A lot of folks talk about having a successful trade is to be able to find that deal, and that’s great. You need to have that skill set. But another one that’s even as important is actually being able to execute on that renovation rehab, because [unintelligible [00:05:10].17] properties that require some type of work. We’re looking to buy that diamond in the rough, or that’s ugly duckling that requires some type of improvement on it. And where we are able to pull money out, do that BRRRR strategy, or meet the projections that we have, on the syndication side, maybe go to our investors where we say, “Over the course of 3-5 years, this is what we’re going to do.”

So unfortunately, there’s a lot of trepidation with regards to that renovation side, and that’s why I like talking about it,  because I’ve got, as I’ve mentioned, over 30 years of experience in doing it, and then there’s a right way and there’s a wrong way in terms of the systems and processes, and you need to institute it in order to be able to carry forward a successful renovation rehab on any project.

Joe Fairless: And we will talk about your plan and your execution for renovation for multifamily; if we can stick to multifamily versus residential… That’s what most of our listeners are focused on is commercial real estate or want to be focused on it. But before we get to that, this will tie into or segue into the plan and execution… But let’s say we’re looking at a multifamily property, and we can see that there’s rent bumps that we can generate for the property, because the comps are generating those rent bumps of, say, 200 bucks. How do you think about the renovation process whenever you are initially assessing an opportunity? Not the actual execution of it, but when you’re initially assessing deals, is there something that you’re thinking of that perhaps others who aren’t as savvy with the execution of the renovation process are not thinking of?

Van Sturgeon: Well, every successful investor that I know, or just any successful person in general, needs to establish some sort of a process, a system to be able to go in and quickly evaluate a property and make a decision on whether to move forward to invest the time and effort. Because we come across a lot of opportunities. So do you, Joe. And you can’t afford to spend time evaluating a property, because there’s another five or 10 more that come down the chute for you to look at. Time is of the essence in most cases because of this overheated real estate market that we’re in.

So, with regards to how we process or how I recommend individual process it – we have a checklist and we have sort of like a renovation calculator that we use in order to be able to go in, whether that’s the multifamily side… And also, there’s a lot of wrinkles associated with multifamily, from balconies, to underground parking garages… There’s a lot of wrinkles associated with the cost of getting a capital improvement put in, but we start off using that as a basis to be able to figure out quickly what the cost is going to be associated with turning this investment around or this potential investment around, and then based off that number, then we are able to determine whether we would like to actually spend even more time associated with doing our due diligence, putting an offer in. Does that make any sense? I’m hoping that I answered your question.

Joe Fairless: Yeah, yeah. So what are some things on the checklist?

Van Sturgeon: Well, it starts from the exterior, from the roof, all the way down to the actual common areas and individual suites. It’s an actual checklist with a formula associated with it, whether it’s in linear feet square footage… And we plug that number in to be able to spit out a generalized number. And based on that number, then we can apply that to the overall number of calculations that determine whether it’s something that we should move forward on.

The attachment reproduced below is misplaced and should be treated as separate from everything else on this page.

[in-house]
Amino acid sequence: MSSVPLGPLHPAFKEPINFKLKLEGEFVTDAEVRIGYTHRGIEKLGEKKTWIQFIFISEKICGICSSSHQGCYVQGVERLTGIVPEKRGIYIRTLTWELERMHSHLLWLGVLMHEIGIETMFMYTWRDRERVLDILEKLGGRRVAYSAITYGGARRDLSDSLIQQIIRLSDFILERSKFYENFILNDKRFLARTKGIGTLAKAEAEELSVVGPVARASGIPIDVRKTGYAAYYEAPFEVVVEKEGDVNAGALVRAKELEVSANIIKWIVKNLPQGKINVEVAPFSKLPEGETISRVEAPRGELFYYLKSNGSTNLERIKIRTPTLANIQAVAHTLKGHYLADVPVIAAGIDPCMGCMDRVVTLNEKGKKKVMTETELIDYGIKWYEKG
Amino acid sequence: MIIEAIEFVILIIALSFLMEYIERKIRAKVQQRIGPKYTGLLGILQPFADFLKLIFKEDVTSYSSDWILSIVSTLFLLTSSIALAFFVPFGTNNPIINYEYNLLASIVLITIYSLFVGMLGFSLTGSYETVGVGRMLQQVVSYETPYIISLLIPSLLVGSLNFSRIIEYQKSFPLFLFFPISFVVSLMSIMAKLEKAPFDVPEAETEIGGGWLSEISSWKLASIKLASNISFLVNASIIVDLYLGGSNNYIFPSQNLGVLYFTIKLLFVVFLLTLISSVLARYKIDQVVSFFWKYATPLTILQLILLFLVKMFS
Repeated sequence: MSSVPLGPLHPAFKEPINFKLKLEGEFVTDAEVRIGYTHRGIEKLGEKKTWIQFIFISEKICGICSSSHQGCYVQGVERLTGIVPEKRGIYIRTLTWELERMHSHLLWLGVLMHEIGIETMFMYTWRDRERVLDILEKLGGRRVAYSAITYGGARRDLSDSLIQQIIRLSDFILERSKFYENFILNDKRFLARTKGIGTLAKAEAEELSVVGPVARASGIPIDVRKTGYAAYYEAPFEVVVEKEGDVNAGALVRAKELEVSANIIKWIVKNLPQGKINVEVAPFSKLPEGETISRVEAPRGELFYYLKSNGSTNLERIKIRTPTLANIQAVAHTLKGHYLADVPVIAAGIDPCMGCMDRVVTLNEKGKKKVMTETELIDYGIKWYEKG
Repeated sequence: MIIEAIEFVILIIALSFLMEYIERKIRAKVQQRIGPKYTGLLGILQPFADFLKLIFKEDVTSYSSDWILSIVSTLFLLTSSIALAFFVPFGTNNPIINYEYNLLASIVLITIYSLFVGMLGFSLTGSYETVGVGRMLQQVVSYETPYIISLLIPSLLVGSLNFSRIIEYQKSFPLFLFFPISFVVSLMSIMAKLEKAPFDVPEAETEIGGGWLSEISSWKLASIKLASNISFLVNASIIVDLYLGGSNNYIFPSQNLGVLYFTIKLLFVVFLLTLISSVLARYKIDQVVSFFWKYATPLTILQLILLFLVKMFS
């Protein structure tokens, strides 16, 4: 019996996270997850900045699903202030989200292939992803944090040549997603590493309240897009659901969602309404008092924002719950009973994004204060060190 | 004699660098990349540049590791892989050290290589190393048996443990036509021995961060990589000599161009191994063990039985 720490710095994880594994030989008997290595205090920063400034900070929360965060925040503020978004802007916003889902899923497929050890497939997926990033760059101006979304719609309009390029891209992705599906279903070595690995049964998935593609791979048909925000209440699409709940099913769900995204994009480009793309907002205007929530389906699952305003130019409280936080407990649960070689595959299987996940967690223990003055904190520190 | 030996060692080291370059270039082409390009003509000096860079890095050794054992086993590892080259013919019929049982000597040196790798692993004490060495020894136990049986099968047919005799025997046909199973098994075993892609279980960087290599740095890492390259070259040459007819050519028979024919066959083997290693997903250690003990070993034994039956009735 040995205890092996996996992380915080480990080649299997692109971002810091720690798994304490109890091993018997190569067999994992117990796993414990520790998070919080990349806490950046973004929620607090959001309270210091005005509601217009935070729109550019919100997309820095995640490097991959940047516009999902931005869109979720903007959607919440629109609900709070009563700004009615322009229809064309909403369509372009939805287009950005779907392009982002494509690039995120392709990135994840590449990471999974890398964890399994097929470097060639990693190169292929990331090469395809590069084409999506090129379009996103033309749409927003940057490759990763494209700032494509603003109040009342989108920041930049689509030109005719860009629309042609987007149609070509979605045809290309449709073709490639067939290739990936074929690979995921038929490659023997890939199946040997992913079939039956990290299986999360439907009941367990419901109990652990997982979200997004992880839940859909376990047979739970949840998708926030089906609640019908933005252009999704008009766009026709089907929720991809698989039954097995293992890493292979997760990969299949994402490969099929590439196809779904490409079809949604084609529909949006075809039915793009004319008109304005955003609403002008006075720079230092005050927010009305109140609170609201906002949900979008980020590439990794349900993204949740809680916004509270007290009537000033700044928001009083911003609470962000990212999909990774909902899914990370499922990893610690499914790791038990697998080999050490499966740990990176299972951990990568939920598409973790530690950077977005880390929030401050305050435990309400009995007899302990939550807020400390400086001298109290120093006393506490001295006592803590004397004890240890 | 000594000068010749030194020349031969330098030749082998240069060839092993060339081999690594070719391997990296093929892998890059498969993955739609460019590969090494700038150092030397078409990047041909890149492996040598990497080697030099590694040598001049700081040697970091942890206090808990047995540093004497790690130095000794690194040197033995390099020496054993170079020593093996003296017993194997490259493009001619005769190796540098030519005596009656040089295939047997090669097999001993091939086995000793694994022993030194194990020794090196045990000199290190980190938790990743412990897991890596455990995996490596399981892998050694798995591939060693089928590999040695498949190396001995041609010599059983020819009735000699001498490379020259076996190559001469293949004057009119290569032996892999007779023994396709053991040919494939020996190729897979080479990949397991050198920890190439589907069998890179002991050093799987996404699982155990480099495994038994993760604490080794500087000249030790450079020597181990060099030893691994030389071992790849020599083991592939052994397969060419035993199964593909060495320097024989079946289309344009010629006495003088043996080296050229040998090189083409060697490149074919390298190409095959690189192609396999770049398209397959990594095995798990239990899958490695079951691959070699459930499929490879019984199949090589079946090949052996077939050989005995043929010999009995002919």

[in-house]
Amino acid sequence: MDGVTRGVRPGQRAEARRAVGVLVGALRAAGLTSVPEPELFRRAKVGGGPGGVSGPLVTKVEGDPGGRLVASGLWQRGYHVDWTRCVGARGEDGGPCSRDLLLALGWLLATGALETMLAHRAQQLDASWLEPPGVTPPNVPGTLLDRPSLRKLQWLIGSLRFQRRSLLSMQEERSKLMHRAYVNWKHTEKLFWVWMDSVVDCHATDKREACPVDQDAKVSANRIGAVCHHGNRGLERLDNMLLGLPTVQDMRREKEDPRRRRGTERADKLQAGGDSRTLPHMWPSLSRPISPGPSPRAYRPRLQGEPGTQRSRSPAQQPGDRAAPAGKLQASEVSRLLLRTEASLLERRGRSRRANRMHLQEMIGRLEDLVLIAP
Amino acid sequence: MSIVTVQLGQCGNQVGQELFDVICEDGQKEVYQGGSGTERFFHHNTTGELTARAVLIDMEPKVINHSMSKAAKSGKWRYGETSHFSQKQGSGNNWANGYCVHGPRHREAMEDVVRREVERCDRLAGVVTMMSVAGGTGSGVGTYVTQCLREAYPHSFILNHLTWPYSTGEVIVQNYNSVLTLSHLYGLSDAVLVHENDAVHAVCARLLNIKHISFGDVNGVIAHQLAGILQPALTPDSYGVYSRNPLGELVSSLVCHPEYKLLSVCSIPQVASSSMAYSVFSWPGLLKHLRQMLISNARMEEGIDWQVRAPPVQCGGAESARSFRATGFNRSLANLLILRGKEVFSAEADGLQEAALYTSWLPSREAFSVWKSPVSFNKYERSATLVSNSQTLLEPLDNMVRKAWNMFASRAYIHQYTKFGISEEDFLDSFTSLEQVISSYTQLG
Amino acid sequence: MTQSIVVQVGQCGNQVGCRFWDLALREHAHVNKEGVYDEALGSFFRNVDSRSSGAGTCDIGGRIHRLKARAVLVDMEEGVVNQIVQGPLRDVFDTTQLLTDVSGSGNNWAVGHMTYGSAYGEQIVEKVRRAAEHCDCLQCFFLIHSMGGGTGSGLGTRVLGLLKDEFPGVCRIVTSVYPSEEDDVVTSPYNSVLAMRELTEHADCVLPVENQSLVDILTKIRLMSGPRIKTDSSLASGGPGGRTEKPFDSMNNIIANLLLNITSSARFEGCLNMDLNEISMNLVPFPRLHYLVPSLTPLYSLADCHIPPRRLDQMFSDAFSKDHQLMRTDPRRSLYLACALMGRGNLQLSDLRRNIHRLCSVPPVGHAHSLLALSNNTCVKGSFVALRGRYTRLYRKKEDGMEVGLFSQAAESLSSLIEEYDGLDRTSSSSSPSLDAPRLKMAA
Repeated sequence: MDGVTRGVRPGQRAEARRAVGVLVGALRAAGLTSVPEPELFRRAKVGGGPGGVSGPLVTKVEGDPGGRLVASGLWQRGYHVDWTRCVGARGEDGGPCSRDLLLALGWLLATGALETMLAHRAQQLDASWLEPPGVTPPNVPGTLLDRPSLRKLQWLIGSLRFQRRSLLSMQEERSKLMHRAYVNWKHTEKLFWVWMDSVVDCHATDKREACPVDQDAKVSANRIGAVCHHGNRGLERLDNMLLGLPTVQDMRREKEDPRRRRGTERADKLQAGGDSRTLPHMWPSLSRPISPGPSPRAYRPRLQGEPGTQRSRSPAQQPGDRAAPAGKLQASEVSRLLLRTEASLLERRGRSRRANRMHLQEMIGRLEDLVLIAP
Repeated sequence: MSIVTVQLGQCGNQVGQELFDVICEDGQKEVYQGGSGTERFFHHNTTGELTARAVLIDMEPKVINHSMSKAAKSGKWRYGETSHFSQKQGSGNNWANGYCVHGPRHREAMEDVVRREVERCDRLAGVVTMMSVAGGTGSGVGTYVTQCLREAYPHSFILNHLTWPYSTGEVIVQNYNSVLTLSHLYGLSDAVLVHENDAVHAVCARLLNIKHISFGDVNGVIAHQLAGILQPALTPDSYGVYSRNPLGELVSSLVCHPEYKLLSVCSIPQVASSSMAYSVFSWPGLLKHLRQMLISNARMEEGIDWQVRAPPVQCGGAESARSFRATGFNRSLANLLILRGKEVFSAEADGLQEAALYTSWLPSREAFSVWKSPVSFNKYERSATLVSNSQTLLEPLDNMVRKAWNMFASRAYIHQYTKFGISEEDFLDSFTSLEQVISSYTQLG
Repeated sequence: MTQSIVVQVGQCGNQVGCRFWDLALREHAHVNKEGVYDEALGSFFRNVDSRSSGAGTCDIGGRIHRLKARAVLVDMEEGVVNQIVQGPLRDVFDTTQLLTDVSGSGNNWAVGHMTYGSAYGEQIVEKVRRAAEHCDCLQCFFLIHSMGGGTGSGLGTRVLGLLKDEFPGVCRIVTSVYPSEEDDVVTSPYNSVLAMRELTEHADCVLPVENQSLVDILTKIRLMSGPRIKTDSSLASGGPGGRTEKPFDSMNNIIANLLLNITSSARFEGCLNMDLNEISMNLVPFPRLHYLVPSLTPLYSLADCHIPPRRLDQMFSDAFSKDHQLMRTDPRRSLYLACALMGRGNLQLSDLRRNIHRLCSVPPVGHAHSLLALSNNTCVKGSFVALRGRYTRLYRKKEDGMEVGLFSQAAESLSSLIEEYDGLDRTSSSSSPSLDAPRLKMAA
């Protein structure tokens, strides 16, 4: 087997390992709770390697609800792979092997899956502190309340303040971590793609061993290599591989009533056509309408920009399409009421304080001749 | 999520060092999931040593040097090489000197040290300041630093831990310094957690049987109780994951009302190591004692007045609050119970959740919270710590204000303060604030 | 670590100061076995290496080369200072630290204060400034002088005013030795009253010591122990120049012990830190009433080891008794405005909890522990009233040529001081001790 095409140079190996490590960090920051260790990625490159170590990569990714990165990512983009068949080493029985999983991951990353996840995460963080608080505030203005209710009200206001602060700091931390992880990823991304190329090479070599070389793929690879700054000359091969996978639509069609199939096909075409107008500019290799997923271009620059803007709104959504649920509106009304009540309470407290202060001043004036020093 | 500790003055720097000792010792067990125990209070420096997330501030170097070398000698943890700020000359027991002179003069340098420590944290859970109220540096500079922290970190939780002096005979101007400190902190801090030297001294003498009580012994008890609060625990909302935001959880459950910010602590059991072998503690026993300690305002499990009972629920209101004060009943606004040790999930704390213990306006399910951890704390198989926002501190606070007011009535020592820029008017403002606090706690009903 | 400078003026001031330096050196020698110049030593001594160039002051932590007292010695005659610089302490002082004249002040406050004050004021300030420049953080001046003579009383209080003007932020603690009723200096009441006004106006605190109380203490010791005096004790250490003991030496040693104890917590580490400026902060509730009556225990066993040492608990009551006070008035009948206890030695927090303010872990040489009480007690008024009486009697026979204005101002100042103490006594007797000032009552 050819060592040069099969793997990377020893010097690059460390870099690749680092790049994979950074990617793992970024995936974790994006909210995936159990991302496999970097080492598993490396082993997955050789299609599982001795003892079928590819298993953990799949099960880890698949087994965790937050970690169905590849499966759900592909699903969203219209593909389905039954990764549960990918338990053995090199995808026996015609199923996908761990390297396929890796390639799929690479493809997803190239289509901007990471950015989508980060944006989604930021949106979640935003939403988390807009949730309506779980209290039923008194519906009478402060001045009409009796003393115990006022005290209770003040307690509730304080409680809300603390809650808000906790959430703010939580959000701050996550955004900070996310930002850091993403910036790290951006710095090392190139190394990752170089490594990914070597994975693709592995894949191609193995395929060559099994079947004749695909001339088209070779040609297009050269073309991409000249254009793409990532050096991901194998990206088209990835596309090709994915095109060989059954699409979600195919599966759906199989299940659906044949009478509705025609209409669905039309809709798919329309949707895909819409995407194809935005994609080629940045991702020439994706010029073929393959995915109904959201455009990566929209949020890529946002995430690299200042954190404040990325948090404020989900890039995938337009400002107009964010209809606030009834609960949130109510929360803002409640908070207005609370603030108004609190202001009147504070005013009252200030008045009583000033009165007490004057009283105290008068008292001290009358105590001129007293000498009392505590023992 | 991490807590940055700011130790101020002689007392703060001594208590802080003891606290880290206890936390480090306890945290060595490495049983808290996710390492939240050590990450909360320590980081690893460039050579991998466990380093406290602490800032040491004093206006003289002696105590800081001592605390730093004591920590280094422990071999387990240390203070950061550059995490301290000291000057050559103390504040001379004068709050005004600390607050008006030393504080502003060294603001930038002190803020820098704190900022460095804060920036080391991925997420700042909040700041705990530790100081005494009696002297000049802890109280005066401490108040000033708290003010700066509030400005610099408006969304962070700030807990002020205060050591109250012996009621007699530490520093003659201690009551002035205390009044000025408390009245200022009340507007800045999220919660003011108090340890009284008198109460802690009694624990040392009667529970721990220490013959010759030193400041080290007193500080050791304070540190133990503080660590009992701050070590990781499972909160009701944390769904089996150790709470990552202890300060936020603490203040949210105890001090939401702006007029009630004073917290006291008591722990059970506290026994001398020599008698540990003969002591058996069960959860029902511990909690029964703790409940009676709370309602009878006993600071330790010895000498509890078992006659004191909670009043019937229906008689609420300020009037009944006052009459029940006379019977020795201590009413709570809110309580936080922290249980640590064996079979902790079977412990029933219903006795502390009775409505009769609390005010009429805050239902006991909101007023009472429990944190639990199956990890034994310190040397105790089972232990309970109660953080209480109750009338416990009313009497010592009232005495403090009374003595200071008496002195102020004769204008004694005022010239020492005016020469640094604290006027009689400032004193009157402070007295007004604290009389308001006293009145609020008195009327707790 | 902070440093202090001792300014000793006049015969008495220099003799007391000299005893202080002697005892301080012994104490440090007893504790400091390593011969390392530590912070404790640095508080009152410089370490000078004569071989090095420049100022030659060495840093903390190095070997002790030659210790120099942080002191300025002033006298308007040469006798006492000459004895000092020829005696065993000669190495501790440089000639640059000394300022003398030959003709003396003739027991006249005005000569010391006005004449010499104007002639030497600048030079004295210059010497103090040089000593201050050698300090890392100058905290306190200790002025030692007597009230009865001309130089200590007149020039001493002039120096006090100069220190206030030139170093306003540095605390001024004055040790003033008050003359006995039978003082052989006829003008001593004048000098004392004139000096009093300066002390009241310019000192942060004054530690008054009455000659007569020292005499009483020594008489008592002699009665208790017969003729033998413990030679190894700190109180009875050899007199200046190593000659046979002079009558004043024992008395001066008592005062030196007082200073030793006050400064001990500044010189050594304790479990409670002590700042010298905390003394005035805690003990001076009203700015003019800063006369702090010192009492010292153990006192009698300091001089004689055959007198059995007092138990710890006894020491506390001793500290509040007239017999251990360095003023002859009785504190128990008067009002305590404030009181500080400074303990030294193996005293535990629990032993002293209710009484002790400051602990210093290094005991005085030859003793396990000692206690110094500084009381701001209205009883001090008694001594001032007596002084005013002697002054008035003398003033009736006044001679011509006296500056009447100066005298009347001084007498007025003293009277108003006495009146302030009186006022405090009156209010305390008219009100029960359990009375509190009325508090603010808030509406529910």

Break: [08:24] to [09:56]

Joe Fairless: What’s an example of a couple line items on the checklist? And I heard you say roof, and I heard you say common areas, but can you just say a couple line items? I just want to get a good idea.

Van Sturgeon: Sure. There’s a line item on the linear feet of countertop. So, based on the type of countertop that you want to repair, whether it’s granite or a Formica top, there’s a unit number there that you entered the linear feet, and then it’ll turn out a number. Square footage on paint – if you entered the actual unit, it’ll spit out a number. Those are the types of things that we try to generalize as best.

Joe Fairless: And how do you get that number, square footage on paint? That’s the square footage of the walls that you’ll be painting?

Van Sturgeon: No. Again, Joe, this is just a rough estimate associated with the cost of paint. So, it would just be on the floor. We’re estimating, I think, a standard eight-foot high floor to ceiling… So, there’s a number assigned to that, the floor square footage. So it would be — on a typical one-bedroom apartment, it would be $500, and we would assign a value, paint and material included. So, I think it’s like [unintelligible [00:10:55].25]

Joe Fairless: Got it.

Van Sturgeon: Yeah, you’re having the same issue as we do, that you’re constantly looking at opportunities. So oftentimes, you don’t want to get bogged down on them, so you need to do an overall assessment, plug in some generalized numbers to be able to see, “Hey, is this worthwhile for me to be able to move forward on actually devoting some serious effort into determining it?” and then that’s when you start to find the numbers.

Now, part of that also is that there’s buildings that have balconies, and there’s, as I mentioned, there’s buildings that have pools, and things of that sort. So those are tougher numbers to be able to figure out in terms of does this is require some repair or renovation, too.

A lot of this is also experience, and Joe, you’ve done this many a times. So there’s a wealth of experience that we draw upon to be able to put out numbers, to be able to get a sense of where you can take this property, and how much this renovation or these rehab’s going to end up costing… That new folks that get into that aren’t able to put a number to, and they struggle with that. and unfortunately, there isn’t a book out there or some type of resource to be able to buy to get to that point.